The scorer is a neural model that is trained as a binary classifier. It takes as input the target field from the schema along with the extraction candidate and produces a prediction score between 0 and 1. The target label for a candidate is determined by whether the candidate matches the ground truth for that document and field. The model learns how to represent each field and each candidate in a vector space in which the nearer a field and candidate are in the vector space, the more likely it is that the candidate is the true extraction value for that field and document.
A candidate is represented by the tokens in its neighborhood along with the relative position of the token on the page with respect to the centroid of the bounding box identified for the candidate. Using the invoice_date field as an example, phrases in the neighborhood like “Invoice Date’” or “Inv Date” might indicate to the scorer that this is a likely candidate, while phrases like “Delivery Date” would indicate that this is likely not the invoice_date. We do not include the value of the candidate in its representation in order to avoid overfitting to values that happen to be present in a small training data set — e.g., “2019” for the invoice date, if the training corpus happened to include only invoices from that year.
The figure below shows the general structure of the network. In order to construct the candidate encoding (i), each token in the neighborhood is embedded using a word embedding table (a). The relative position of each neighbor (b) is embedded using two fully connected ReLU layers that capture fine-grained non-linearities. The text and position embeddings for each neighbor are concatenated to form a neighbor encoding (d). A self attention mechanism is used to incorporate the neighborhood context for each neighbor (e), which is combined into a neighborhood encoding (f) using max-pooling. The absolute position of the candidate on the page (g) is embedded in a manner similar to the positional embedding for a neighbor, and concatenated with the neighborhood encoding for the candidate encoding (i). The final scoring layer computes the cosine similarity between the field embedding (k) and the candidate encoding (i) and then rescales it to be between 0 and 1.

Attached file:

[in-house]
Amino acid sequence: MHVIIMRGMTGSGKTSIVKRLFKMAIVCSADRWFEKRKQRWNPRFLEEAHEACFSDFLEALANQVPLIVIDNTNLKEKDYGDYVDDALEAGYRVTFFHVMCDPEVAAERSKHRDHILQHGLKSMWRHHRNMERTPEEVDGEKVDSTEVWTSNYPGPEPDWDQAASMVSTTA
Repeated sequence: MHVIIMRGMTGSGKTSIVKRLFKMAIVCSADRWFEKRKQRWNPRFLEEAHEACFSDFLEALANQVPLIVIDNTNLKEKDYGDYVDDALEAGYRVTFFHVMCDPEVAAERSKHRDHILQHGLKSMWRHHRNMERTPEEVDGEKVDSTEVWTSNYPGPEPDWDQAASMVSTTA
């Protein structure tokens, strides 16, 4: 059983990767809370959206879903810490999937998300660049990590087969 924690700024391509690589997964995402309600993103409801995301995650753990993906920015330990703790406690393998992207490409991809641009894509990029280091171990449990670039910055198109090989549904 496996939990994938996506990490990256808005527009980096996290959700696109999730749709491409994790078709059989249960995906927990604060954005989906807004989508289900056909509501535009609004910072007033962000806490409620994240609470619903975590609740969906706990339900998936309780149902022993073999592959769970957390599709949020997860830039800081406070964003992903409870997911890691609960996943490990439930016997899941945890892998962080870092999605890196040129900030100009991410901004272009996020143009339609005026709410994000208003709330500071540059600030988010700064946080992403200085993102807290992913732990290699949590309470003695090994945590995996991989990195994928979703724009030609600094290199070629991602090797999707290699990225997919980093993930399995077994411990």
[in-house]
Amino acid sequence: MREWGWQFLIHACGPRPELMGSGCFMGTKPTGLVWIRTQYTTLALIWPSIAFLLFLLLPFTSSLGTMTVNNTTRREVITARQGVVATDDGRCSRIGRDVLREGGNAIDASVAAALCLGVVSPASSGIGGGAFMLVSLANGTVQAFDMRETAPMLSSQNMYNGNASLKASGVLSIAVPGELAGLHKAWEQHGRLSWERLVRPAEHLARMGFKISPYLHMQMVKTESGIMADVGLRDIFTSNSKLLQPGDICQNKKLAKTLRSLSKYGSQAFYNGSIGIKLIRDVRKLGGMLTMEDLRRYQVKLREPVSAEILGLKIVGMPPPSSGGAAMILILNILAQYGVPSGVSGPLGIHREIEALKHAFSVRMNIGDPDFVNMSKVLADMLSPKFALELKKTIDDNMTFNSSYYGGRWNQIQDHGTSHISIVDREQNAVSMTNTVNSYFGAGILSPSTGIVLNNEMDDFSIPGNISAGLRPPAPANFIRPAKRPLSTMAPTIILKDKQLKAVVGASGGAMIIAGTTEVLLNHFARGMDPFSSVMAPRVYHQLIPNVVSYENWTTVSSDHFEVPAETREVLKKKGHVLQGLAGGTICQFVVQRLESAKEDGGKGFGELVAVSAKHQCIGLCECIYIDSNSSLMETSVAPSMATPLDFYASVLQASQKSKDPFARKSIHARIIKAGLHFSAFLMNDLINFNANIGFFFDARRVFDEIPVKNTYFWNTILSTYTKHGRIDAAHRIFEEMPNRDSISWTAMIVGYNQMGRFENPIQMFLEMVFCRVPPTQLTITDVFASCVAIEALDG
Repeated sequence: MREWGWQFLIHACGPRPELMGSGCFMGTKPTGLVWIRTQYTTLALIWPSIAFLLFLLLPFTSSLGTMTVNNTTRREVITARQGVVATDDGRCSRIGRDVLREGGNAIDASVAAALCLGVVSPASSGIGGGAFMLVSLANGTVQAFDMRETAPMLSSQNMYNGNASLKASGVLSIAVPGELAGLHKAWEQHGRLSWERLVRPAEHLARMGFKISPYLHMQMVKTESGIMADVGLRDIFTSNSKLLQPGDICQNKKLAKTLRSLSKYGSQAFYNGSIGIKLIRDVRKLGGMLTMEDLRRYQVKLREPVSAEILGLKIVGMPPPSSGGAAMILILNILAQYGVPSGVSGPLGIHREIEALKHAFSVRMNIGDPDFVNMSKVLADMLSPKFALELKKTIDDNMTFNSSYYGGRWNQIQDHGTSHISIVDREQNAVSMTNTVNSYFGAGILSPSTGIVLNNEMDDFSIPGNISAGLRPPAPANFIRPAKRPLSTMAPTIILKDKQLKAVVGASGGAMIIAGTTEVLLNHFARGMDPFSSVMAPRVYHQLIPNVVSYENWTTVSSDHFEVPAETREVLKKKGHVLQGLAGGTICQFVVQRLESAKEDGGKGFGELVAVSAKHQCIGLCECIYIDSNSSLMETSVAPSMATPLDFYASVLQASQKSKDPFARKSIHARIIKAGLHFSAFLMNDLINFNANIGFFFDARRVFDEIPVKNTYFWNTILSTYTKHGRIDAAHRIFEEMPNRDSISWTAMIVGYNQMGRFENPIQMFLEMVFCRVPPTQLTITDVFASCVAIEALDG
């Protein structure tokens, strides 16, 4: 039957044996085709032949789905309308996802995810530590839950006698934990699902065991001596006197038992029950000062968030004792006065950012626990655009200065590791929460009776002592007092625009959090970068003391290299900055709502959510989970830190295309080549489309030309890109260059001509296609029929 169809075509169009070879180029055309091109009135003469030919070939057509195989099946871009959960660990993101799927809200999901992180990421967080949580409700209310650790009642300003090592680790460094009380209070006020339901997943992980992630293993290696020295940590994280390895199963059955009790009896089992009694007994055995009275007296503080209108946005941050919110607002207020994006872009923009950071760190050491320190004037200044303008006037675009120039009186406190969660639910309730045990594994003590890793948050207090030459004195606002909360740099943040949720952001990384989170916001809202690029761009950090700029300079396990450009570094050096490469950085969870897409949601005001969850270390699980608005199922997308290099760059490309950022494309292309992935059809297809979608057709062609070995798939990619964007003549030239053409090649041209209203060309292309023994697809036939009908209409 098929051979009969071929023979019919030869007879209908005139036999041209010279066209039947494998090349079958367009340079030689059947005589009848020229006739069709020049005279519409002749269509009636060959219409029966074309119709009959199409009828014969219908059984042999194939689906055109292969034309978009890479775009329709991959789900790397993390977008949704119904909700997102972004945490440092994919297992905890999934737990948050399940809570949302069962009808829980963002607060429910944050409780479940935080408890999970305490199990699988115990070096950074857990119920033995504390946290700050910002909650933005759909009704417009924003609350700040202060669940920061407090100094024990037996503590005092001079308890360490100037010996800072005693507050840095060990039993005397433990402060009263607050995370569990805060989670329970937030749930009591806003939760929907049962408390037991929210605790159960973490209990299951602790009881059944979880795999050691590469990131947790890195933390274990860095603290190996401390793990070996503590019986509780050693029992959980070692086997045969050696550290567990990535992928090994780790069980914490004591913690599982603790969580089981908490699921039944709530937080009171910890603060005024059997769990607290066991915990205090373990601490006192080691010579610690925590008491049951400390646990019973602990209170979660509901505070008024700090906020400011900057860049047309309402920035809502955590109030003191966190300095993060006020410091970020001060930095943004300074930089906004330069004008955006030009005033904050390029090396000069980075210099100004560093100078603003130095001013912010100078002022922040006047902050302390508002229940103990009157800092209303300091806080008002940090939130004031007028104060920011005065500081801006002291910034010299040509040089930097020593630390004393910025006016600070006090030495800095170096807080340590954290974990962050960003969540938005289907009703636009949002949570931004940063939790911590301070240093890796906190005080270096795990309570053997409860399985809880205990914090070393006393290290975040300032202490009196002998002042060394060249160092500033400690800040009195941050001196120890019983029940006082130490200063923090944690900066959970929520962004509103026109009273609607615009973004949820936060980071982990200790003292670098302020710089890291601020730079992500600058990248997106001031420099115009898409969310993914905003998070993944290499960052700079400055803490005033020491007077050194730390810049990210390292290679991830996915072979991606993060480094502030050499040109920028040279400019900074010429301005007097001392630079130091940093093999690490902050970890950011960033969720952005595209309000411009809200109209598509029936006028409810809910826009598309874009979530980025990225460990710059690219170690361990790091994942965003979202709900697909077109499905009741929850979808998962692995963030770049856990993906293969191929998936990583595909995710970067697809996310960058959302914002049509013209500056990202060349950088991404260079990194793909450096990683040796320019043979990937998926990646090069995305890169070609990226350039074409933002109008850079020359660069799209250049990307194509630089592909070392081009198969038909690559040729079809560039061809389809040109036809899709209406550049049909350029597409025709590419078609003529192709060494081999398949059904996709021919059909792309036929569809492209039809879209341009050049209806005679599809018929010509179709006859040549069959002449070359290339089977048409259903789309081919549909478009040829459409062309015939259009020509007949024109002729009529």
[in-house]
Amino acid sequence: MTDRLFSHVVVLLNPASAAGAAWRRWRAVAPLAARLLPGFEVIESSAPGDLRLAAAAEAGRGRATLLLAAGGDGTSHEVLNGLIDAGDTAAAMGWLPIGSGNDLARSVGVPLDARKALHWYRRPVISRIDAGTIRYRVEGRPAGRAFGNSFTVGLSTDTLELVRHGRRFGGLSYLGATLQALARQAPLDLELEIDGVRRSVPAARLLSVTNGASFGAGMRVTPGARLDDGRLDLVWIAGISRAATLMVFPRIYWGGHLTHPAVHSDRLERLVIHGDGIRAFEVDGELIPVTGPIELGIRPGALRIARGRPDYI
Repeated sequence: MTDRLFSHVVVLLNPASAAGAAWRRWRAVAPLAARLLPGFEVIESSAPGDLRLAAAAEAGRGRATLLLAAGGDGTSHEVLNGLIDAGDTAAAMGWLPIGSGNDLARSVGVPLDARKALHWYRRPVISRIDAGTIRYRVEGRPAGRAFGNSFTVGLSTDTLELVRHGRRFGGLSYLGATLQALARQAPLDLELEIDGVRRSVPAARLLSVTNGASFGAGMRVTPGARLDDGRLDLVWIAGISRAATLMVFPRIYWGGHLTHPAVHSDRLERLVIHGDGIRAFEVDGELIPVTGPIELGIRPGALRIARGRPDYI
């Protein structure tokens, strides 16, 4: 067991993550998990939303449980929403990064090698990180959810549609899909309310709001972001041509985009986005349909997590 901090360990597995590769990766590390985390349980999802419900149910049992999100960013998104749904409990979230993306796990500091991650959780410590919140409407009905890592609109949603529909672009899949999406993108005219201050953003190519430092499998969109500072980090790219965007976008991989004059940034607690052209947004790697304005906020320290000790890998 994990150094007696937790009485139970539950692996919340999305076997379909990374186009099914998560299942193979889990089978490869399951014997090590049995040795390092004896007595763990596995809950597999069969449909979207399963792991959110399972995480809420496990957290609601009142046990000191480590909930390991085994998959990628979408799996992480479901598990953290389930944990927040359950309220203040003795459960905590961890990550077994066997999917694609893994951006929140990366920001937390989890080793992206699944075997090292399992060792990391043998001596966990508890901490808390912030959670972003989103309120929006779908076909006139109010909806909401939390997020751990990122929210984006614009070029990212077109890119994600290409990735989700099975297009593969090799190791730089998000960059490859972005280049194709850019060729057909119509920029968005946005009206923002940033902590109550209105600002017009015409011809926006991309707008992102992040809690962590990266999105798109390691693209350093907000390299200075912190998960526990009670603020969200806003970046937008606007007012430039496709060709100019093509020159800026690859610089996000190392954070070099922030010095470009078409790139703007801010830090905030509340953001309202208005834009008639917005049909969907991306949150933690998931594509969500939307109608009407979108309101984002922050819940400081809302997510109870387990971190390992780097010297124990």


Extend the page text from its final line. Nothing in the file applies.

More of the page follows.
For training and validation, we used an internal dataset of invoices with a large variety of layouts. In order to test the ability of the model to generalize to unseen layouts, we used a test-set of invoices with layouts that were disjoint from the training and validation set. We report the F1 score of the extractions from this system on a few key fields below (higher is better):
As you can see from the table above, the model does well on most fields. However, there’s room for improvement for fields like delivery_date. Additional investigation revealed that this field was present in a very small subset of the examples in our training data. We expect that gathering additional training data will help us improve on it.
Google Cloud recently announced an invoice parsing service as part of the Document AI product. The service uses the methods described above, along with other recent research breakthroughs like BERT, to extract more than a dozen key fields from invoices. You can upload an invoice at the demo page and see this technology in action!
For a given document type we expect to be able to build an extraction system given a modest sized labeled corpus. There are several follow-ons we are currently pursuing, including the improvement of data efficiency and accurately handling nested and repeated fields, and fields for which it is difficult to define a good candidate generator.
This work was a collaboration between Google Research and several engineers in Google Cloud. I’d like to thank Navneet Potti, James Wendt, Marc Najork, Qi Zhao, and Ivan Kuznetsov in Google Research as well as Lauro Costa, Evan Huang, Will Lu, Lukas Rutishauser, Mu Wang, and Yang Xu on the Cloud AI team for their support. And finally, our research interns Bodhisattwa Majumder and Beliz Gunel for their tireless experimentation on dozens of ideas.